How in the hell are people supposed to find your writing? Dumb luck? Extrasensory perception?
The recipe for success as a writer is simple — find people who want to read your type of writing and get your writing in front of them.
I get it. You just want to write. You think good writing should be enough on its own. It’s not.
Marketing isn’t a dirty word. It’s a prerequisite for success.
What if you knew everything would work out? How much time would you devote to building your writing career if it was guaranteed?
A year, five, ten?
Building a writing career takes time. I read a post by blogging expert Jon Morrow that said you need to dedicate four to six years of your life to building a six-figure blog.
You have to wrap your head around the idea that it’s not going to happen right now, but it will happen eventually.
You don’t improve your writing skills at an equal rate. When you write consistently, your skills will grow exponentially. The key is to make it past the initial phase of sucking at it.
I promise you. If you put in the work consistently, you’ll get better.
Your Need for a Neon Green Sign That Says “Success Here!”
Successful authors, writers, bloggers, etc don’t wait for the perfect answer to fall in their lap.
The funny thing about it? Even if I give you the entire recipe, step-by-step, with an inordinate amount of detail, basically everything short of me ghostwriting for you, it still wouldn’t matter.
Derek Sivers once said, “If information was all we needed, we’d all be billionaires with six-pack abs.”
I’ve written in-depth articles on so many facets of writing — books worth of content for free — to no avail. I’ve come to grips with the fact that I’ll only be able to help a small handful of people who read my work.
I want you to be one of those people, but it will never happen for you until you stop waiting for all the answers beforehand.
There’s more than enough information to get you started. So start.
You won’t learn how to make it as a writer until you stop comparing yourself with other writers. I get it. You want to be where they are right now, but you’re not. Go to your favorite author’s blog right now if they have one. Odds are, the archives will stretch back five to ten years.
Getting rid of jealousy is difficult, but there is something useful you can do with it. Use it as fuel. When I’m jealous of someone, I just steal all their techniques. I don’t plagiarize them, but I think about the thought process behind their headlines, watch where they publish their work, and pitch mine to the same place and pay more attention to what they do than what they say.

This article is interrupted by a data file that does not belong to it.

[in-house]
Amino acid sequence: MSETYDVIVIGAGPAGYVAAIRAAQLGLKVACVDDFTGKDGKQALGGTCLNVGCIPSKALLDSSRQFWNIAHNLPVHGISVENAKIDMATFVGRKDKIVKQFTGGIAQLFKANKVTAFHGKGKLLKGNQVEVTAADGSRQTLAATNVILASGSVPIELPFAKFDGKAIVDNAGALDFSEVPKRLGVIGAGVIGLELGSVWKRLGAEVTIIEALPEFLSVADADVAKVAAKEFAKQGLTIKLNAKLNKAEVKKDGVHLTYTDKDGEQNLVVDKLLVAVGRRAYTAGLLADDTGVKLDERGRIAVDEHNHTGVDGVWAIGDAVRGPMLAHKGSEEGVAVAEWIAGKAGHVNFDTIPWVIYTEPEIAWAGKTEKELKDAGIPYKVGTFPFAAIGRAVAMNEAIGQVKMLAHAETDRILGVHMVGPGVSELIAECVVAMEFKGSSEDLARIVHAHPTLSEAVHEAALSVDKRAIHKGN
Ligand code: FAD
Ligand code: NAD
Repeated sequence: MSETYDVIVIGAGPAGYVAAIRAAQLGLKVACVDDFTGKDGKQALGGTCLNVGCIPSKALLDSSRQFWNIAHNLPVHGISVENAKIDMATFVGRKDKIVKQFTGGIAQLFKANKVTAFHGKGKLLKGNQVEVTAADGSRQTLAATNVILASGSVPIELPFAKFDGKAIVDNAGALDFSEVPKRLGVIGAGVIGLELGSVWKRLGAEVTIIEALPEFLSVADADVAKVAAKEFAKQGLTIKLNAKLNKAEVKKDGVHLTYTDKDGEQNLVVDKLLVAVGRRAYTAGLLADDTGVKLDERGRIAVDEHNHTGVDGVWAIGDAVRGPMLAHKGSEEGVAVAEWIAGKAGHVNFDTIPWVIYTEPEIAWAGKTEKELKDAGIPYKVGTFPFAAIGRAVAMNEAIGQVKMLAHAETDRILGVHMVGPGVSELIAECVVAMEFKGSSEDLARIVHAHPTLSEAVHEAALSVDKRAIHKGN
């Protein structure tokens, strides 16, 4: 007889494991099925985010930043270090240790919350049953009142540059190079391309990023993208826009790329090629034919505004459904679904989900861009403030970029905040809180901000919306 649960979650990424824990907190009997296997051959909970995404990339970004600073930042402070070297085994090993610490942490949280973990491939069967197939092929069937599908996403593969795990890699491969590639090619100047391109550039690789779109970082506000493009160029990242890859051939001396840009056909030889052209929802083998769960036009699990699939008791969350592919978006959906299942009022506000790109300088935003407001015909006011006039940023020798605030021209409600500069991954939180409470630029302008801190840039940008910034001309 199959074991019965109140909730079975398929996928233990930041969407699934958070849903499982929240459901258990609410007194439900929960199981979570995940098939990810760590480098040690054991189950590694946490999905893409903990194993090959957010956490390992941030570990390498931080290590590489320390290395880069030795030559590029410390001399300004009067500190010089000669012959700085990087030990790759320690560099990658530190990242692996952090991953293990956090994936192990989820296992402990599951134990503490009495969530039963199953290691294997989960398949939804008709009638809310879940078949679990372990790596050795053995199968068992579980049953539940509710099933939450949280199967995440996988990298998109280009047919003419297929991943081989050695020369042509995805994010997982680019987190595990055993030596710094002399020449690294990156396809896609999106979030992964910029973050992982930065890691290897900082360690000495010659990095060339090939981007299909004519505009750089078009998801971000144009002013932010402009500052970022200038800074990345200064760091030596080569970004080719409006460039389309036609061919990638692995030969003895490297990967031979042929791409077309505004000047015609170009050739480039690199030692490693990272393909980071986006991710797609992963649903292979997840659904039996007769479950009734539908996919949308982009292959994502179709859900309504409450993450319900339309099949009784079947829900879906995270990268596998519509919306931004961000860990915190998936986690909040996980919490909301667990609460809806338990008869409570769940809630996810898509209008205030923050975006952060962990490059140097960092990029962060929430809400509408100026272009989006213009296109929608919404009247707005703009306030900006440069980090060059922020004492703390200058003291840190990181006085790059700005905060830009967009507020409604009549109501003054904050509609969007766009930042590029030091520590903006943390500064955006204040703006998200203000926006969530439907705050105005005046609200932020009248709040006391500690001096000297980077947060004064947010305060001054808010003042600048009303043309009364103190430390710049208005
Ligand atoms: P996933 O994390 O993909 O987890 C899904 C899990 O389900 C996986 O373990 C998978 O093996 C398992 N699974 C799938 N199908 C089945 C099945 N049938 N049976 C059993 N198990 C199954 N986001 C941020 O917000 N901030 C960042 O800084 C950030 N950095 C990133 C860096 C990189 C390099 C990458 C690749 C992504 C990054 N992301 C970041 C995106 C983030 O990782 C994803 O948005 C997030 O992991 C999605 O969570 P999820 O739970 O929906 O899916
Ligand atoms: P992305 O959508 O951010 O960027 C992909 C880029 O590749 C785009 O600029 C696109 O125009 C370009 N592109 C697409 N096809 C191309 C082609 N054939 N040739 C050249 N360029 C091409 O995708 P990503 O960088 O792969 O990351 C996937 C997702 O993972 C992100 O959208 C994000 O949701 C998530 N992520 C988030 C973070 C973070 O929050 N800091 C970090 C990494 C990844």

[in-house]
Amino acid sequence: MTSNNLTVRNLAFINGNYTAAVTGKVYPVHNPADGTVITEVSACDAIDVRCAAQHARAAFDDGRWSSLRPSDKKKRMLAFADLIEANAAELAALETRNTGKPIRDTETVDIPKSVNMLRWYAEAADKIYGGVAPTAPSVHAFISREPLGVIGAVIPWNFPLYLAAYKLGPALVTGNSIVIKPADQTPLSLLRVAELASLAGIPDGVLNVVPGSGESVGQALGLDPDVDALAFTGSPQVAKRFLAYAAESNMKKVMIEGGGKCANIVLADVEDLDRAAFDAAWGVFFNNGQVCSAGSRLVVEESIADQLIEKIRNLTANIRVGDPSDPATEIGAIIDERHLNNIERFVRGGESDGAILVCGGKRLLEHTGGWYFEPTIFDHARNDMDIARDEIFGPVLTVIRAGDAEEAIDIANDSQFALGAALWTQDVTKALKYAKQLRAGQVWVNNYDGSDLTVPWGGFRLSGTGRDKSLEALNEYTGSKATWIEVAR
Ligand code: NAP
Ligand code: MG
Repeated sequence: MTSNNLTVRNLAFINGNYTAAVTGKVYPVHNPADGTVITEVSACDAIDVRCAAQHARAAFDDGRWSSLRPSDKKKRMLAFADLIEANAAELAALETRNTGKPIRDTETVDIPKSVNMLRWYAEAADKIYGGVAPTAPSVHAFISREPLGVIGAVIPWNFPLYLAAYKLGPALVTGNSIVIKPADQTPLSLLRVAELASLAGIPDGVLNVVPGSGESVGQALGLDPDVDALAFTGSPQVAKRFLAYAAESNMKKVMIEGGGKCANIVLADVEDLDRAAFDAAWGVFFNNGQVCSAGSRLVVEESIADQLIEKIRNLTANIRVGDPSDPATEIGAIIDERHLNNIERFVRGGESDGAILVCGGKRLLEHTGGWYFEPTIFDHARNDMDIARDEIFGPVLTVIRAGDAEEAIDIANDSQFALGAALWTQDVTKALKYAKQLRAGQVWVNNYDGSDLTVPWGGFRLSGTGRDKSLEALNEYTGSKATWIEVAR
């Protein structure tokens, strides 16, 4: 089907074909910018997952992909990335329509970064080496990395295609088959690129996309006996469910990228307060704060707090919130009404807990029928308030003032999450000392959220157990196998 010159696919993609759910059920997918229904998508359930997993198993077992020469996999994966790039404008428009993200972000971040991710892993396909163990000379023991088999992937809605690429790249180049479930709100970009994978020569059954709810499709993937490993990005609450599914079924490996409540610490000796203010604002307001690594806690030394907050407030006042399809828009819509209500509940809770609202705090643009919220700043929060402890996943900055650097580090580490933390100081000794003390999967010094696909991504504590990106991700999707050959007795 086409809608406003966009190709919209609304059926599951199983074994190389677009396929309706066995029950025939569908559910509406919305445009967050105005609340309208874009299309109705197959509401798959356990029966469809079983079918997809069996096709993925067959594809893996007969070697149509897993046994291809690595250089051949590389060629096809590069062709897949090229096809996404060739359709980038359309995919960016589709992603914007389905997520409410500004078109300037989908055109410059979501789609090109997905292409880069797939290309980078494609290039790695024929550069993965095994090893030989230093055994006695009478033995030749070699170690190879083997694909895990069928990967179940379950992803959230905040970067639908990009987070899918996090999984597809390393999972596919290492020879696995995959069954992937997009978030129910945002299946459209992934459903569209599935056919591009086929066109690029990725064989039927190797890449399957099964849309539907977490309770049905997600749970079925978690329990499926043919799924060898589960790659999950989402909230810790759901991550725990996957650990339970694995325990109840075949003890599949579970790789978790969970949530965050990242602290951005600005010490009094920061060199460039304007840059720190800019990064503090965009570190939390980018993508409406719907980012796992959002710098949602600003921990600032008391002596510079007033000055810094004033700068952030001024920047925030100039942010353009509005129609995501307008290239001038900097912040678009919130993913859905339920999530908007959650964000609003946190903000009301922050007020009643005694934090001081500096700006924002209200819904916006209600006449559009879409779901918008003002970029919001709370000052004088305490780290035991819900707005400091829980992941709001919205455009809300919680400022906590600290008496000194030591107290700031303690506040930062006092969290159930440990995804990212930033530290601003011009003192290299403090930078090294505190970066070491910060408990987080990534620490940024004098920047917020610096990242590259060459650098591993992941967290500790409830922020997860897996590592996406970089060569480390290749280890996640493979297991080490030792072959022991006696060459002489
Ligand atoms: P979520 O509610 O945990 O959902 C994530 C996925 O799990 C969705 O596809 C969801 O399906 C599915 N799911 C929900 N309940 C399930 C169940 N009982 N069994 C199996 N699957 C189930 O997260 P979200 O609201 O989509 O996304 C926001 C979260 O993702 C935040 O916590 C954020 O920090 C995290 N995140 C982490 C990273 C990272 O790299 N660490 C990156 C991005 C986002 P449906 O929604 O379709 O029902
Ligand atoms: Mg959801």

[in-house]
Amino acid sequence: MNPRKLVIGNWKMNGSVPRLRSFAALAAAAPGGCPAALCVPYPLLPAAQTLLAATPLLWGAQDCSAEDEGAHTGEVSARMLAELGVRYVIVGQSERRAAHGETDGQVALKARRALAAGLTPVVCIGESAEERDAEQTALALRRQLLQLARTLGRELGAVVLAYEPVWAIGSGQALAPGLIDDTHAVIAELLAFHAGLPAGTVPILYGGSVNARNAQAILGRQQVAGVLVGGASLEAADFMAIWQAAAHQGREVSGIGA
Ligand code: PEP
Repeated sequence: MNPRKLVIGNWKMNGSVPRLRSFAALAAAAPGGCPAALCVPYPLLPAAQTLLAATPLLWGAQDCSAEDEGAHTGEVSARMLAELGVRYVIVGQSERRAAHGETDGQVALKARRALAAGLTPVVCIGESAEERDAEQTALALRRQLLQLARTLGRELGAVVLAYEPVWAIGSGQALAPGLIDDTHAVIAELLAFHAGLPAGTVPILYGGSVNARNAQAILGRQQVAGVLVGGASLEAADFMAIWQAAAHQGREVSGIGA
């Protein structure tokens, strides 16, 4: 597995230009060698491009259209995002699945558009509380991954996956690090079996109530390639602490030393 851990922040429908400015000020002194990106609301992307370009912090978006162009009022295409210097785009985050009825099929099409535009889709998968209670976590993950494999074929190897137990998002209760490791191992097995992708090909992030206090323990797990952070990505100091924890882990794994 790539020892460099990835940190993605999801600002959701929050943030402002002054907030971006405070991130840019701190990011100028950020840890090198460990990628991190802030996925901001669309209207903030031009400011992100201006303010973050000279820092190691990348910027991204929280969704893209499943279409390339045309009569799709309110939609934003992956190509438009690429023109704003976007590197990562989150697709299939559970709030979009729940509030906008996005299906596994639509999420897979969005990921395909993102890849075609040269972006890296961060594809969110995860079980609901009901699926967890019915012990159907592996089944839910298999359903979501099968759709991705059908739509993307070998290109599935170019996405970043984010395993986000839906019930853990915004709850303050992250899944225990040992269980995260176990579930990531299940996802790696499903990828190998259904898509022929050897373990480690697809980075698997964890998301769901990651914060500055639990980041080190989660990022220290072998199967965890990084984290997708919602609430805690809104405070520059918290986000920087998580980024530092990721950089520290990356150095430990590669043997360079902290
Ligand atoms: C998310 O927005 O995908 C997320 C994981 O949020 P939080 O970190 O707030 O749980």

Don’t let envy keep you stuck in the same spot.
Your Need for Approval
It took a while for my wife to take my aspirations seriously. Once I started making some money and gaining momentum, my progress opened her eyes to the possibilities. She never discouraged me, but deep down I knew she wasn’t sold yet, and that was OK with me.
You have to realize when you deviate outside the normal path, people aren’t always going to get it.
I didn’t announce my aspirations of becoming a writer to anyone. I just started writing and kept writing.
When it comes to successful writing, the only thing that matters is the page in front of you.
Now is the best time in human history to become a writer. You don’t need anyone’s permission to create and publish.
You don’t need a publisher to tell you whether or not you’re a good writer. Let your audience be the judge.
Your mission is to build a small empire around your words.
Don’t put your identity in someone else’s hands.
You don’t write enough. Period.
This is maybe my 500th blog post. One of my favorite writers, Seth Godin, has written 6,000.
How many blog posts have you written?
How many words do you have under your belt?
Do you write every day or just “once and a while?” Do you focus when you write or do you check the web and social media?
You know the answers and you know how to move forward.
I know sometimes the words don’t come out on the page the way you envisioned them in your mind. I know you sometimes feel like you’re not cut out to be a writer.
Suck it up.
I just laid down the gauntlet. You have everything you need to know about how to become a good writer.
It’s all on you now.
I sincerely believe everything you want in your writing career is possible. I want you to succeed, badly.
But I can’t want it more than you do.
Do me a favor, for the next week, 30 days, or 90 days — just shut up and write. No more putting off starting that blog, writing that post, or outlining that book.
No more excuses.